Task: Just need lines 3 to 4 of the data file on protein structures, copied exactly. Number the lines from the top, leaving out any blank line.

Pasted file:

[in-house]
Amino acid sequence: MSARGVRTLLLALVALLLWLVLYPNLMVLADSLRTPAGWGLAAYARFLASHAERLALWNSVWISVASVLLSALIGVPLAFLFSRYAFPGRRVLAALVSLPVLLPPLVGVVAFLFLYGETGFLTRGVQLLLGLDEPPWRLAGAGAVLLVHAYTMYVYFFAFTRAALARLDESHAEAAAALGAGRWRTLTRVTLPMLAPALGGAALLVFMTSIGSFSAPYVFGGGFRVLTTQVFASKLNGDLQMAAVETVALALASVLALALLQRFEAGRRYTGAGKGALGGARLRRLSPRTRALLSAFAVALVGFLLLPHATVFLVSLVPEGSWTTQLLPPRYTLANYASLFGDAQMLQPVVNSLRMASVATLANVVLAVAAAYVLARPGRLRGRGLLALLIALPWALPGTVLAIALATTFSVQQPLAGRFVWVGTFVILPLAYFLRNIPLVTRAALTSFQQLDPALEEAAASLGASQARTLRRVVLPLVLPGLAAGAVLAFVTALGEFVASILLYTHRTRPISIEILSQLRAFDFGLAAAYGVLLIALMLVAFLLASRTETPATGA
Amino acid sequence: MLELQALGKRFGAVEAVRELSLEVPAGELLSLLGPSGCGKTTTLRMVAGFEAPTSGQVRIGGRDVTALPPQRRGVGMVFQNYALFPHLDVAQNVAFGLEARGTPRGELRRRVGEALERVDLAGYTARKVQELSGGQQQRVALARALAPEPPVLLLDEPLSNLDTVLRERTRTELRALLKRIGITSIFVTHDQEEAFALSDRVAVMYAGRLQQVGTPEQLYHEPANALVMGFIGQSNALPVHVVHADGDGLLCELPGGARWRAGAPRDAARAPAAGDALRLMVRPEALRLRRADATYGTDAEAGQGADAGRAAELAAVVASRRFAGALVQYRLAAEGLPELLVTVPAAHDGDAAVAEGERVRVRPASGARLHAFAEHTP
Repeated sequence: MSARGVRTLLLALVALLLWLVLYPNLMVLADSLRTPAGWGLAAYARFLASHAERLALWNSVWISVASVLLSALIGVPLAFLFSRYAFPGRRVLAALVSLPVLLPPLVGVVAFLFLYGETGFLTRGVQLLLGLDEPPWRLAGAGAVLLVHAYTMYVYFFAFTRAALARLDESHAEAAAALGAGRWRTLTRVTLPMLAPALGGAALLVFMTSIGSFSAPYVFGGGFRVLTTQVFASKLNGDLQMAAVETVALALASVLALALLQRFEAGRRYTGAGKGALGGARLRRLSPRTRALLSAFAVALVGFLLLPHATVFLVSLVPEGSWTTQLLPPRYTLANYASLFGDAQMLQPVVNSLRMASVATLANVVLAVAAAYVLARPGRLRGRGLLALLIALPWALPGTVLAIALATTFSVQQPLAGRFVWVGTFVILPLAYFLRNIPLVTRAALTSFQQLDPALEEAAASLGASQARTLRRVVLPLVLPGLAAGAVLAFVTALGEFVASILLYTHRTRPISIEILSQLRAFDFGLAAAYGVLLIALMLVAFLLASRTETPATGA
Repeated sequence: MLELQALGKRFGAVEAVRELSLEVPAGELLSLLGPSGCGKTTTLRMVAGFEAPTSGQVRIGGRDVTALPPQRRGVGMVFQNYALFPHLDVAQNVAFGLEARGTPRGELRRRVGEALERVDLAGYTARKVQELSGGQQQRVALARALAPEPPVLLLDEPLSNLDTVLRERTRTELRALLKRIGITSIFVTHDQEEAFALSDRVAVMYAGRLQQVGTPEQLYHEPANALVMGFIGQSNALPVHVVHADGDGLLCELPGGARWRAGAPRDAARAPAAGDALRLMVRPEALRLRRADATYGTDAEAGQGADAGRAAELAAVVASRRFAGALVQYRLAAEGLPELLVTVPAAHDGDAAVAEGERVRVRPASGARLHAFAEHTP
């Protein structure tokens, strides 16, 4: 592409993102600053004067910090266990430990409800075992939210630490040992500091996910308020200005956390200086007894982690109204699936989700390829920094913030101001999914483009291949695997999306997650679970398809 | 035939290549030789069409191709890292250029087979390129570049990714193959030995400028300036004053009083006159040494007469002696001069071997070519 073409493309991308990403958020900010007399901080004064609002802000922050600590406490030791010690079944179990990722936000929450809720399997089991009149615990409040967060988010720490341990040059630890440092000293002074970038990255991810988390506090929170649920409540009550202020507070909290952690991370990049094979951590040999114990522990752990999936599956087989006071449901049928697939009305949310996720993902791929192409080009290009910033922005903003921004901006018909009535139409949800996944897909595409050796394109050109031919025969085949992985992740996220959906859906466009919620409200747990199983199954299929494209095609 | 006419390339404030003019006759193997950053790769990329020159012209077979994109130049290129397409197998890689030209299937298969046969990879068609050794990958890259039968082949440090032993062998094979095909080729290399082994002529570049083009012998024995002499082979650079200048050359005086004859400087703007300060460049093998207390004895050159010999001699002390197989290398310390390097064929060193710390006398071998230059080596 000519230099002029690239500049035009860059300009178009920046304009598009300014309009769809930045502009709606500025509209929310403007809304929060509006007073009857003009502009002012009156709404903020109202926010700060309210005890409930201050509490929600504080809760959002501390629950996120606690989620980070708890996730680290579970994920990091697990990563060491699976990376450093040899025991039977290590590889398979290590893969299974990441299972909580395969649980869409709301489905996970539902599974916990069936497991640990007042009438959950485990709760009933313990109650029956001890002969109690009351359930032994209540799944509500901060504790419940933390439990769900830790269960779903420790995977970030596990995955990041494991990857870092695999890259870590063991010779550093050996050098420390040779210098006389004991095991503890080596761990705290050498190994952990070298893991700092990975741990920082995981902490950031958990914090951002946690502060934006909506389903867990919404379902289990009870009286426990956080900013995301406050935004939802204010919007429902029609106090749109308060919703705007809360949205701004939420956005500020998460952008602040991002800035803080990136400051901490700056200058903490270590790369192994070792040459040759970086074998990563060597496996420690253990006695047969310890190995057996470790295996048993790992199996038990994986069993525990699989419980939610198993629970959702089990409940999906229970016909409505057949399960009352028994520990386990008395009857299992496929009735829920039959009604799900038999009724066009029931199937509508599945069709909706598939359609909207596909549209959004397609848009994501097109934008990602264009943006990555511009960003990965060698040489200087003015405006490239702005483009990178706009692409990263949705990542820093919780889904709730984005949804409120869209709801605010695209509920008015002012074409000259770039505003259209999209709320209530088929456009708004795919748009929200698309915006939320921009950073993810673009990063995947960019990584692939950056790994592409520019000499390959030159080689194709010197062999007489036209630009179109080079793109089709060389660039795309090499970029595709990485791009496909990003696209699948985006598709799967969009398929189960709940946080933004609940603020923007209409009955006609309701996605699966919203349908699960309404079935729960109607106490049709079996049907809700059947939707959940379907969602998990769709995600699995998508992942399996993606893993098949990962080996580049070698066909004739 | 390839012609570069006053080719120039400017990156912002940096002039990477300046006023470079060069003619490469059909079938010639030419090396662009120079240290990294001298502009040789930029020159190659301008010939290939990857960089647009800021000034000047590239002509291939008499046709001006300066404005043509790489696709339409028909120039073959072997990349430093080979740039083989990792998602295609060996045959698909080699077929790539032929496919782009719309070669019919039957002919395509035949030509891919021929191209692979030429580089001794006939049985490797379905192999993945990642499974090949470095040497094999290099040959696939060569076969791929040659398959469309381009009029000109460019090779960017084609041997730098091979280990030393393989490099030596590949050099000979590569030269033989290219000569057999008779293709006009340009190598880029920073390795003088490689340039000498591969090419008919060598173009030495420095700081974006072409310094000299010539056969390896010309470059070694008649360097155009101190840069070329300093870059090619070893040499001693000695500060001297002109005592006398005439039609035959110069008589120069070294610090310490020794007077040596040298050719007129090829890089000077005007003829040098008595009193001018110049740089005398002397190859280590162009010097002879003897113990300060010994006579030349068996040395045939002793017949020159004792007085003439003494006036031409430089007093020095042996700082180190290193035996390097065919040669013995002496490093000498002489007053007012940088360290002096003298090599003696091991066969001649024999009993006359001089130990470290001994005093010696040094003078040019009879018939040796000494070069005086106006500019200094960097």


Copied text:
Amino acid sequence: MLELQALGKRFGAVEAVRELSLEVPAGELLSLLGPSGCGKTTTLRMVAGFEAPTSGQVRIGGRDVTALPPQRRGVGMVFQNYALFPHLDVAQNVAFGLEARGTPRGELRRRVGEALERVDLAGYTARKVQELSGGQQQRVALARALAPEPPVLLLDEPLSNLDTVLRERTRTELRALLKRIGITSIFVTHDQEEAFALSDRVAVMYAGRLQQVGTPEQLYHEPANALVMGFIGQSNALPVHVVHADGDGLLCELPGGARWRAGAPRDAARAPAAGDALRLMVRPEALRLRRADATYGTDAEAGQGADAGRAAELAAVVASRRFAGALVQYRLAAEGLPELLVTVPAAHDGDAAVAEGERVRVRPASGARLHAFAEHTP
Repeated sequence: MSARGVRTLLLALVALLLWLVLYPNLMVLADSLRTPAGWGLAAYARFLASHAERLALWNSVWISVASVLLSALIGVPLAFLFSRYAFPGRRVLAALVSLPVLLPPLVGVVAFLFLYGETGFLTRGVQLLLGLDEPPWRLAGAGAVLLVHAYTMYVYFFAFTRAALARLDESHAEAAAALGAGRWRTLTRVTLPMLAPALGGAALLVFMTSIGSFSAPYVFGGGFRVLTTQVFASKLNGDLQMAAVETVALALASVLALALLQRFEAGRRYTGAGKGALGGARLRRLSPRTRALLSAFAVALVGFLLLPHATVFLVSLVPEGSWTTQLLPPRYTLANYASLFGDAQMLQPVVNSLRMASVATLANVVLAVAAAYVLARPGRLRGRGLLALLIALPWALPGTVLAIALATTFSVQQPLAGRFVWVGTFVILPLAYFLRNIPLVTRAALTSFQQLDPALEEAAASLGASQARTLRRVVLPLVLPGLAAGAVLAFVTALGEFVASILLYTHRTRPISIEILSQLRAFDFGLAAAYGVLLIALMLVAFLLASRTETPATGA